There is. Therefore. In other words. (2) There is too long a time interval between the standard films. 1935. These offer an excellent method for rapid assessment of maturational status suitable for general clinical purposes. however. 1934. it is found that the centres appear in a certain order. A standard film is published for each age group and. Skeletal maturation is a process as distinct in itself as that of growing bigger or growing heavier. This concept (or misconception) has been an important factor in impeding the progress of understanding of this field. It follows that at any age the two sexes will have reached different maturational levels. (4) The use of time as a yardstick. In this way the subjective error in assessment would be further increased. 1933. Buehl & Pyle. There are two more objections to the Inspectional Technique: (3) The necessity for a set of standards for each sex. To speak of the mean skeletal maturity status of a group of children aged 2j years as 'skeletal age 30 months' is no more reasonable than to speak of their mean weight as being 'ponderal age 30 months'. the term 'skeletal age 30 months' calls to mind no radiographic picture. in fact. 1939. is what the concept 'skeletal age' implies. 1936. and its revision by Greulich & Pyle (1950) are the standard works of reference. there is reason to believe that certain illnesses alter the order of appearance of the bones (Todd. for instance to 1 month. This coarse grouping is essential to the method because it is only if there is a very sharp distinction between two successive standards that any attempt can be made to overcome the pattern differences described in § (1) above. just as growth is measured in inches and pounds. and their subsequent development proceeds in a fixed pattern. 1942). unless it is qualified by the sex to which it applies. Buschke. and therefore will require separate sets of standards. but neither correlates so closely that it can be looked upon as 'happening in months and years'. What is more. but they do not permit an accurate evaluation of any film for the following reasons: (1) A fixed pattern of first appearance and subsequent development of centres is presupposed. 1943). 1930. Just as every child has its individual pattern of weight increase so it has its individual pattern of maturation. . Reynolds. 1939. Assessment in these cases necessarily introduces a subjective error. It is a commonplace that the female matures more rapidly than the male. for that. the inspectional technique alone is generally used. The Atlas of Todd (1937). If the time interval between the standards is reduced. It follows that many instances occur when the film to be assessed shows a pattern of ossification which is radically different from that of the standard. a considerable amount of evidence to show that a wide range of normal variation exists in the pattern of ossification. 1908. if these are studied serially. During the greater part of childhood the standard films are placed 6 months apart. Both of these correlate with time. the film of a child whose pattern of ossification differed radically from that shown in the Atlas might bear an equal resemblance to several successive standard films. maturation should have units of its own. Francis. and that this variation is genetically determined (Pryor.A method of assessing skeletal maturity from radiographs THE DISADVANTAGES OF THE INSPECTIONAL TECHNIQUE 499- Of those described.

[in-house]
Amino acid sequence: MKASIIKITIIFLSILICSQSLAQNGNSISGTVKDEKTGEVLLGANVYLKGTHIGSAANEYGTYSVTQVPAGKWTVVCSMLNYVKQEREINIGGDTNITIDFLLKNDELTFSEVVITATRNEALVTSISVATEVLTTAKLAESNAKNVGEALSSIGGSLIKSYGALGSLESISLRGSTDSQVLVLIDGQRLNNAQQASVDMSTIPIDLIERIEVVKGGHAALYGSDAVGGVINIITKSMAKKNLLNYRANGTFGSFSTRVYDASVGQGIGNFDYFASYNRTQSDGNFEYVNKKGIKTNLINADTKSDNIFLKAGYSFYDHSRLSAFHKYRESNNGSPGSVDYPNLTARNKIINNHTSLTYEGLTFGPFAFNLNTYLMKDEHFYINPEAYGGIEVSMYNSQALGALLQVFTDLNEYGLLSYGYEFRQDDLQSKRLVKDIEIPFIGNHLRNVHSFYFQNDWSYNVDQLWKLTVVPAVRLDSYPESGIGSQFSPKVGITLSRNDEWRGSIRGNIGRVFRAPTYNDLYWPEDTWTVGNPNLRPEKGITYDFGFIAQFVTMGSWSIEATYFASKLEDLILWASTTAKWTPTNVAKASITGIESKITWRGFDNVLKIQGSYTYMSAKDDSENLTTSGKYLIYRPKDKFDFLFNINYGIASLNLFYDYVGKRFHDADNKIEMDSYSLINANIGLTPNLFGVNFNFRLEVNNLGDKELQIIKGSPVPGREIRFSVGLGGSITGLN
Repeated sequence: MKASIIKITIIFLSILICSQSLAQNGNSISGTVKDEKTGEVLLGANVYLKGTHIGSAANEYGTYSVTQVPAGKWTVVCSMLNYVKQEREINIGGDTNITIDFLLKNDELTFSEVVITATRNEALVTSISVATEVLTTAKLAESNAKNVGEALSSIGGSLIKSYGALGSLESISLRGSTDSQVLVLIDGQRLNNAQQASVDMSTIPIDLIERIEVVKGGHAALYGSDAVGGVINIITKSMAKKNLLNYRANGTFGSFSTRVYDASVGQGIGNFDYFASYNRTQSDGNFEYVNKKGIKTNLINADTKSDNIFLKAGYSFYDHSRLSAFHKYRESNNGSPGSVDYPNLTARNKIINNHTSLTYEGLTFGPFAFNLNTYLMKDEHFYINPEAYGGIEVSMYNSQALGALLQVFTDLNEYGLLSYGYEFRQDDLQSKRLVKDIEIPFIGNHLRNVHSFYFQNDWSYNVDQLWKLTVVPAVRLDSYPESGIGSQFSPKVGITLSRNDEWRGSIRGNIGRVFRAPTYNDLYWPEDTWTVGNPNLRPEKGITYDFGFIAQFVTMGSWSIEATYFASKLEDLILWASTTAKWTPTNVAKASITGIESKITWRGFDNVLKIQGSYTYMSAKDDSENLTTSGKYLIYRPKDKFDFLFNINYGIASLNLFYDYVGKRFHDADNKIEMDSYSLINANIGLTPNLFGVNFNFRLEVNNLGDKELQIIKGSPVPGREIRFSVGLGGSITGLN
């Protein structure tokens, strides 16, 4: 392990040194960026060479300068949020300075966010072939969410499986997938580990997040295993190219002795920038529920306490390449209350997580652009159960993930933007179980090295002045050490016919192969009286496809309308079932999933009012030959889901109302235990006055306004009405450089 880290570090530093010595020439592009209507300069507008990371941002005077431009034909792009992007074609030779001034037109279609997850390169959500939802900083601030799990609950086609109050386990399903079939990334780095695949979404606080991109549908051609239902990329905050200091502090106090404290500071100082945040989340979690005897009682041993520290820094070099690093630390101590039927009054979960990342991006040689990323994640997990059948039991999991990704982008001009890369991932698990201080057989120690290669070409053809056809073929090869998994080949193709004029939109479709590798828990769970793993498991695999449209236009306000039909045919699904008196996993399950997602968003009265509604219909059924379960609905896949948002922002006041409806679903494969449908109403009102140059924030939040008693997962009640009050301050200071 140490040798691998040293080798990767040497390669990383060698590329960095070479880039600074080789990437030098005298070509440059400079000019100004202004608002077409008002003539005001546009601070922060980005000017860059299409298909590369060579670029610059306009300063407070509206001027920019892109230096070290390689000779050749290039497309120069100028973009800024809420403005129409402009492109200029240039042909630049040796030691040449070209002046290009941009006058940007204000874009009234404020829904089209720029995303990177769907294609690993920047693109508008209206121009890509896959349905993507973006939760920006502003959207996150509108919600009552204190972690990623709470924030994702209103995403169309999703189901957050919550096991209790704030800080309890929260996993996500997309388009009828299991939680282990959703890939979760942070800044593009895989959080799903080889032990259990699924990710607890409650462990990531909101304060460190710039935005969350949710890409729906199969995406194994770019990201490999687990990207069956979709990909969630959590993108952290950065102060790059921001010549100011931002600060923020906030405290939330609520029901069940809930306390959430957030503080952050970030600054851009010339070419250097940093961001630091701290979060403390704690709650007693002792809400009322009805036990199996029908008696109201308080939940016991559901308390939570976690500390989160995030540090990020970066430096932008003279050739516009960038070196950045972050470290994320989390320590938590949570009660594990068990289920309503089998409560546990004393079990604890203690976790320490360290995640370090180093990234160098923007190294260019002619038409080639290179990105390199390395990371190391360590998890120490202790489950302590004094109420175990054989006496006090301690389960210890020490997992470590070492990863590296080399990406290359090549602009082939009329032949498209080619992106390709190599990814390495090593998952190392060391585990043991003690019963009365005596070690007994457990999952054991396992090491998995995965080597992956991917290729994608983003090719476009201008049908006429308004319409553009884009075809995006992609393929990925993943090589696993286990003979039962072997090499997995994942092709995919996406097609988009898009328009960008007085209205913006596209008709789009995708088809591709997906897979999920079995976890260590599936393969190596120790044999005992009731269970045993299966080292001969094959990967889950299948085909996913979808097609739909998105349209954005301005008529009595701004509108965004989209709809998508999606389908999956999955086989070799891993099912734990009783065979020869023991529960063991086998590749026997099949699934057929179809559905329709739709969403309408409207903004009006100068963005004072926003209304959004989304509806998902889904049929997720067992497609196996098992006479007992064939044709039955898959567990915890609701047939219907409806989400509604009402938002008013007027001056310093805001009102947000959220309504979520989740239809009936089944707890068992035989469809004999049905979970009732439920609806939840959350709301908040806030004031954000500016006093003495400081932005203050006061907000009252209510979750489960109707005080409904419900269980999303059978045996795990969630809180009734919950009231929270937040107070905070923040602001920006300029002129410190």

see Ryle (1948) .bD unit should be awarded to a bone as each distinct shape change made itself manifest. Greulich & Pyle (1950) have. (see Fig. they were chosen because they were easily recognized in a large number of films FFig.500 Roy M.* The inPhalanges Metacarpals dicators accepted in the hand and wrist are based upon those described by Greulich & Pyle Score-see text (1950). by illustrating the denominators of maturity Lunate o C)© in the round bones of the carpus. the units being Oxford Maturity Units. He concentrated his attention on the growing ends of the long bones: 'successive changes in outline of shaft Triquetrurlm a at0.Hamate o o creasing skeletal maturity. For legend see p. and in this way the sum total of units scored by a Trapeziurm bone at any stage in its development would /~Q be an exact measure of its maturity. (3) Maturation is given a yardstick of its own. This technique is equally applicable to any part of Trapezoicd the body. ends and in contour of epiphysial ossification centres' (1937). 501 (after Greulich & Pyle). Score in units Distal end of ulna (2) Small increases of maturity are recorded.2 make its own contribution to each assessment. (4) The same standards are used for both sexes. added to Todd's work. In the present paper the maturity indicators Pisiform recognizable in the hand and knee of a healthy group of British children between the ages of 6 months and 5 years are described. Score in units Carpus THE PRINCIPLES OF THE OXFORD METHOD Capitate Todd's greatest contribution to this' field of study was a description of the exact shadow 1 2 0 /3 -. 1. In the Oxford Survey it was decided that a Scaphoid o -. 1)./ changes in a radiograph which indicated in. and so evaluation of a film can be made regardless of the pattern in which ossification is occurring. provided that the maturity denominators of the bones are clearly recognized. so that a dirct comparison can be made between the unit status of any boy and girl. Acheson For these reasons an attempt has been made to devise a method of assessing maturity in which: Score in units Distal end of radius (1) Every round bone and epiphysis can 3 . 0 0 0 0 * For details of recruiting and composition of the Oxford Child Health Survey and Stewart & Russell (1952).